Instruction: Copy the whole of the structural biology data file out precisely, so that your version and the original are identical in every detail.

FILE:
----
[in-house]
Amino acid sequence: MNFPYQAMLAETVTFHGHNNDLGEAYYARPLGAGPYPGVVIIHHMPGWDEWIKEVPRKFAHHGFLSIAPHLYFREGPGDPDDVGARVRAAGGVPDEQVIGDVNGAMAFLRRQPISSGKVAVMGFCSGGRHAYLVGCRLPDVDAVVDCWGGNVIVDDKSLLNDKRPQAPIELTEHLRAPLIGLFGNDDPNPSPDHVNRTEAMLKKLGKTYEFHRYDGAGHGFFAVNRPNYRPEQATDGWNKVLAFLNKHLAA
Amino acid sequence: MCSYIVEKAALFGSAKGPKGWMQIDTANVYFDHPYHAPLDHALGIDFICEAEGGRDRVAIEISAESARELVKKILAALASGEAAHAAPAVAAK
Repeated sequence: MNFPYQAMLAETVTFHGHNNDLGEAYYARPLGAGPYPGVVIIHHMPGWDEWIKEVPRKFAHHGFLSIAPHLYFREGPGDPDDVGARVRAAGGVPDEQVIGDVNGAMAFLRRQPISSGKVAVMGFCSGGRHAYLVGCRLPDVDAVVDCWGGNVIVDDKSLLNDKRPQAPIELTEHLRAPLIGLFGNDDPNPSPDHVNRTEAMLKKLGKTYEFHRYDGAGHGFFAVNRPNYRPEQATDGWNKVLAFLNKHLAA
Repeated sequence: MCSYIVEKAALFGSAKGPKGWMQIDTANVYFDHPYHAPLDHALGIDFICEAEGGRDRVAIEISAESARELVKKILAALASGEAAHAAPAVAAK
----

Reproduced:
[in-house]
Amino acid sequence: MNFPYQAMLAETVTFHGHNNDLGEAYYARPLGAGPYPGVVIIHHMPGWDEWIKEVPRKFAHHGFLSIAPHLYFREGPGDPDDVGARVRAAGGVPDEQVIGDVNGAMAFLRRQPISSGKVAVMGFCSGGRHAYLVGCRLPDVDAVVDCWGGNVIVDDKSLLNDKRPQAPIELTEHLRAPLIGLFGNDDPNPSPDHVNRTEAMLKKLGKTYEFHRYDGAGHGFFAVNRPNYRPEQATDGWNKVLAFLNKHLAA
Amino acid sequence: MCSYIVEKAALFGSAKGPKGWMQIDTANVYFDHPYHAPLDHALGIDFICEAEGGRDRVAIEISAESARELVKKILAALASGEAAHAAPAVAAK
Repeated sequence: MNFPYQAMLAETVTFHGHNNDLGEAYYARPLGAGPYPGVVIIHHMPGWDEWIKEVPRKFAHHGFLSIAPHLYFREGPGDPDDVGARVRAAGGVPDEQVIGDVNGAMAFLRRQPISSGKVAVMGFCSGGRHAYLVGCRLPDVDAVVDCWGGNVIVDDKSLLNDKRPQAPIELTEHLRAPLIGLFGNDDPNPSPDHVNRTEAMLKKLGKTYEFHRYDGAGHGFFAVNRPNYRPEQATDGWNKVLAFLNKHLAA
Repeated sequence: MCSYIVEKAALFGSAKGPKGWMQIDTANVYFDHPYHAPLDHALGIDFICEAEGGRDRVAIEISAESARELVKKILAALASGEAAHAAPAVAAK